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Open Access Research article

Self-reported history of sexually transmissible infections (STIs) and STI-related utilization of the German health care system by men who have sex with men: data from a large convenience sample

Axel J Schmidt and Ulrich Marcus*

Author Affiliations

Robert Koch Institute, Department for Infectious Diseases Epidemiology, Berlin, Germany

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BMC Infectious Diseases 2011, 11:132  doi:10.1186/1471-2334-11-132

Published: 18 May 2011



In Germany, testing and treatment of sexually transmissible infections (STIs) services are not provided by one medical discipline, but rather dispersed among many different providers. Common STIs like gonorrhoea or Chlamydia infection are not routinely reported. Although men who have sex with men (MSM) are particularly vulnerable to STIs, respective health care utilization among MSM is largely unknown.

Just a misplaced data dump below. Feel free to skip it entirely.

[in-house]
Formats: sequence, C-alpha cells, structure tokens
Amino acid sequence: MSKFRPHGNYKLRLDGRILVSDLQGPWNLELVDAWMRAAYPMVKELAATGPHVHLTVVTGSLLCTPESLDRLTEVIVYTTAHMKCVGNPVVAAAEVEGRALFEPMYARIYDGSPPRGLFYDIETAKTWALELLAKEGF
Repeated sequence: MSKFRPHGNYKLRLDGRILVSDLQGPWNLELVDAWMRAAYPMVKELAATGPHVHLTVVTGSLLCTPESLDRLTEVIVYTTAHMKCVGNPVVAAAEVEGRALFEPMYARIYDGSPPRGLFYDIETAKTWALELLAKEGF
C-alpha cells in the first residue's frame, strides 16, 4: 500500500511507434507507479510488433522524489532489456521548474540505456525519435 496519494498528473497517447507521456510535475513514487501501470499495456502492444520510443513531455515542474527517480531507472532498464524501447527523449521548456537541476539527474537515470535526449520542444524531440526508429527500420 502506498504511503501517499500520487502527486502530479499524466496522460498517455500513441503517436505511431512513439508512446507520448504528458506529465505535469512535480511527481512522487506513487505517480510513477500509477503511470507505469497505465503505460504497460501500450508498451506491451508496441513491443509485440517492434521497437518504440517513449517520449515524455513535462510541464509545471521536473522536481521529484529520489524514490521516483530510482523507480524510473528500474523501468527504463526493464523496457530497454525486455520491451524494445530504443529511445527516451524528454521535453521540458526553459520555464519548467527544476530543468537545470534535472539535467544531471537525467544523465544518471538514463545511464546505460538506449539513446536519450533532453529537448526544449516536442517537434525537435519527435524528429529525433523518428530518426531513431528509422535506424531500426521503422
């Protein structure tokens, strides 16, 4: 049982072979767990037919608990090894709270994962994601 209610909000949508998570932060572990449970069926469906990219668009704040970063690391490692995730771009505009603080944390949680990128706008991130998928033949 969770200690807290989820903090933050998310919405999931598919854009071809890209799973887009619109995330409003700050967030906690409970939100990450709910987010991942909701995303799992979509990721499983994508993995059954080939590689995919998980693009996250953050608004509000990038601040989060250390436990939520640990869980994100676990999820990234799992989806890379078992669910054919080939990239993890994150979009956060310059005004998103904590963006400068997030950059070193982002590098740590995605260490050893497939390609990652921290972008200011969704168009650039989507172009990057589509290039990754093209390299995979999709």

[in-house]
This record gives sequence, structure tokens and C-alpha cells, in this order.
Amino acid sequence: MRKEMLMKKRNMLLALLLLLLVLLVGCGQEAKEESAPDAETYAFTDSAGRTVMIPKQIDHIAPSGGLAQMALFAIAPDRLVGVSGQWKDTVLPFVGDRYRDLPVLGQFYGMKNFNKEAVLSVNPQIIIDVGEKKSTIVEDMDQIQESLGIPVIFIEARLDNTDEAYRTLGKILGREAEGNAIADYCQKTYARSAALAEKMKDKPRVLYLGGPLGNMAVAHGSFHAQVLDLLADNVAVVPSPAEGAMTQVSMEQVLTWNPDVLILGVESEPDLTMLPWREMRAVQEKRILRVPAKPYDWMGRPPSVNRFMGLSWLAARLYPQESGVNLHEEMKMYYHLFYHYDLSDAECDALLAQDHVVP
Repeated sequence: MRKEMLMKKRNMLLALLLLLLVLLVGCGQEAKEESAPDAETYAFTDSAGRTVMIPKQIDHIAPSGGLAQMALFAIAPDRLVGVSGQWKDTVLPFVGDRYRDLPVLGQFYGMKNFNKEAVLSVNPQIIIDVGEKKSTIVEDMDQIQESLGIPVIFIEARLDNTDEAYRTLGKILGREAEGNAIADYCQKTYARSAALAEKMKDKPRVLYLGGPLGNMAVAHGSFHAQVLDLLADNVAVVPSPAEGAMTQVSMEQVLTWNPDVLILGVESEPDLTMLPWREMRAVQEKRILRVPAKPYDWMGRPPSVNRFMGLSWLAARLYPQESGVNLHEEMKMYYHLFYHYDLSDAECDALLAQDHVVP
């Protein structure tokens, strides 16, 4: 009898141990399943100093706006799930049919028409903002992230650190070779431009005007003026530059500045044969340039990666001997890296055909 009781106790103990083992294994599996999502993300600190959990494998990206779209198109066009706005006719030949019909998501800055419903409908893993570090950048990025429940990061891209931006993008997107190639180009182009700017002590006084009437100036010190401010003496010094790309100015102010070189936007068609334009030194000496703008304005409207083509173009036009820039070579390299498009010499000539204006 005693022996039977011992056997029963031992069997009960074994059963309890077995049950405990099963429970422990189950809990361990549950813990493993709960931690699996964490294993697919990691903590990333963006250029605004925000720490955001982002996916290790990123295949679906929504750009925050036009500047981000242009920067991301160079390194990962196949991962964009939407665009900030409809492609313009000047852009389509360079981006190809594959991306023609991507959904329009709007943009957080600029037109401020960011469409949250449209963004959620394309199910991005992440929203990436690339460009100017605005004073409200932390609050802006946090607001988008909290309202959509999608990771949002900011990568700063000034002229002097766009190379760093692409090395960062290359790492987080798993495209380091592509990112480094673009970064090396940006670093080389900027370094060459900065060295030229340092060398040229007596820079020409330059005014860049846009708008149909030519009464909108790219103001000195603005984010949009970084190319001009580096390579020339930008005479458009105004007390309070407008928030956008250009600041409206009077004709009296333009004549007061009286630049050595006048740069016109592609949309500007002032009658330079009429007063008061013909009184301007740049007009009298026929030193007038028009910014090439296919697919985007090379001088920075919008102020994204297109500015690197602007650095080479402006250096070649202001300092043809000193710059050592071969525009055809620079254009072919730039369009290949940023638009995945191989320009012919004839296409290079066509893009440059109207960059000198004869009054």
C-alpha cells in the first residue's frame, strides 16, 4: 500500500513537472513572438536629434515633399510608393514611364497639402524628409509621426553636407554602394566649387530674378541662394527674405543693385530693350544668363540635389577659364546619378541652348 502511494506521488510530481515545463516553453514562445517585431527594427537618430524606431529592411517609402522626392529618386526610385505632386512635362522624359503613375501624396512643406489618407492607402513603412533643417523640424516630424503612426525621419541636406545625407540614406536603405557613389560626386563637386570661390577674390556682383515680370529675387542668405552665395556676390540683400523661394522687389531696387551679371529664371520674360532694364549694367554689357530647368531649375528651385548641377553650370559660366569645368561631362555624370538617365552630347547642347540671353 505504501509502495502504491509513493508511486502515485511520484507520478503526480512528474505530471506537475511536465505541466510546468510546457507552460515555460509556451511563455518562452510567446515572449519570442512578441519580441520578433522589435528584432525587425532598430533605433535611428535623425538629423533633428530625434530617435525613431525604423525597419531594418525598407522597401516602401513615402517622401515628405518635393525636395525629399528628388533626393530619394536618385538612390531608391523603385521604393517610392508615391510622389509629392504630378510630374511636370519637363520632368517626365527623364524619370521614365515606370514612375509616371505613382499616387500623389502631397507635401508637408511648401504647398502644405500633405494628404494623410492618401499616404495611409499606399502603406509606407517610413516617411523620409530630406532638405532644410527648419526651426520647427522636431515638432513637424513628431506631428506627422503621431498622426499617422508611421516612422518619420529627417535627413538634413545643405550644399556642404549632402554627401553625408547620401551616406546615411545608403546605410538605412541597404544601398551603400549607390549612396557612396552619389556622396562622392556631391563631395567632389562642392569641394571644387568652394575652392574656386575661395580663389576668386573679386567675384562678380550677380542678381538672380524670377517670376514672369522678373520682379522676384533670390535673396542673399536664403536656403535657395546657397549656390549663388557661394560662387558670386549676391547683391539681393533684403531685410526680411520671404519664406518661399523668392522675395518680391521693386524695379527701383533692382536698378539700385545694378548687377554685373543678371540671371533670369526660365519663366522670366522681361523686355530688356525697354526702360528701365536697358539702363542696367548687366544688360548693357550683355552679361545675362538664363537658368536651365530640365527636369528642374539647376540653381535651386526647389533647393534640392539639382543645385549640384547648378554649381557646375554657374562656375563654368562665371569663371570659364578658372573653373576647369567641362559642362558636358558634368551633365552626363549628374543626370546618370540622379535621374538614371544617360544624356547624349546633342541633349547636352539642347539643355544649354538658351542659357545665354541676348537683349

A sexual behaviour survey among MSM was conducted in 2006. Questions on self-reported sexual behaviour, STI-related health care consultation and barriers to access, coverage of vaccination against hepatitis, screening for asymptomatic STIs, self-reported history of STIs, and partner notification were analysed. Analysis was stratified by HIV-serostatus (3,511 HIV-negative/unknown versus 874 positive).


General Practitioners, particularly gay doctors, were preferred for STI-related health care. Low threshold testing in sex-associated venues was acceptable for most respondents. Shame and fear of homophobic reactions were the main barriers for STI-testing. More than half of the respondents reported vaccination against hepatitis A/B. HIV-positive MSM reported screening offers for STIs three to seven times more often than HIV-negative or untested MSM. Unlike testing for syphilis or hepatitis C, screening for asymptomatic pharyngeal and rectal infections was rarely offered. STIs in the previous twelve months were reported by 7.1% of HIV-negative/untested, and 34.7% of HIV-positive respondents.


Self-reported histories of STIs in MSM convenience samples differ significantly by HIV-serostatus. Higher rates of STIs among HIV-positive MSM may partly be explained by more testing. Communication between health care providers and their clients about sexuality, sexual practices, and sexual risks should be improved. A comprehensive STI screening policy for MSM is needed.

Sexual Behaviour [MeSH]; Delivery of Health Care [MeSH]; Health Surveys [MeSH]; Sexually Transmitted Diseases [MeSH]; Men who have sex with men (MSM) [non-MeSH]